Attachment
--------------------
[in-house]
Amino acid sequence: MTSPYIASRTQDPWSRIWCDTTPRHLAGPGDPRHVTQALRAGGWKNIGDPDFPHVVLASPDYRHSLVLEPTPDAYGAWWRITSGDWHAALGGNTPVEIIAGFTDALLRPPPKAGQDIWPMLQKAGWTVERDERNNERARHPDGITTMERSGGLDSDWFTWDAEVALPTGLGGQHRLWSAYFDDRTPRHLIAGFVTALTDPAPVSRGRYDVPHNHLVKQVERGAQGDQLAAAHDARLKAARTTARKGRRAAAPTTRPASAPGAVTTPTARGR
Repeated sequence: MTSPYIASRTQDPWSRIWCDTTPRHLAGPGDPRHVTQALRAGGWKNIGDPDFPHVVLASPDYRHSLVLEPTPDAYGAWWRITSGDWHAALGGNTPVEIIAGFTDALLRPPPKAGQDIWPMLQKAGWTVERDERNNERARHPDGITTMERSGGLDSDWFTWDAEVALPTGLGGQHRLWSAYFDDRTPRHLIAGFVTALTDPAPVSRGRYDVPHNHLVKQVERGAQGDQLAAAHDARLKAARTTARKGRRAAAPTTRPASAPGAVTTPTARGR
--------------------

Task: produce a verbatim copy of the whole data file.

[in-house]
Amino acid sequence: MTSPYIASRTQDPWSRIWCDTTPRHLAGPGDPRHVTQALRAGGWKNIGDPDFPHVVLASPDYRHSLVLEPTPDAYGAWWRITSGDWHAALGGNTPVEIIAGFTDALLRPPPKAGQDIWPMLQKAGWTVERDERNNERARHPDGITTMERSGGLDSDWFTWDAEVALPTGLGGQHRLWSAYFDDRTPRHLIAGFVTALTDPAPVSRGRYDVPHNHLVKQVERGAQGDQLAAAHDARLKAARTTARKGRRAAAPTTRPASAPGAVTTPTARGR
Repeated sequence: MTSPYIASRTQDPWSRIWCDTTPRHLAGPGDPRHVTQALRAGGWKNIGDPDFPHVVLASPDYRHSLVLEPTPDAYGAWWRITSGDWHAALGGNTPVEIIAGFTDALLRPPPKAGQDIWPMLQKAGWTVERDERNNERARHPDGITTMERSGGLDSDWFTWDAEVALPTGLGGQHRLWSAYFDDRTPRHLIAGFVTALTDPAPVSRGRYDVPHNHLVKQVERGAQGDQLAAAHDARLKAARTTARKGRRAAAPTTRPASAPGAVTTPTARGR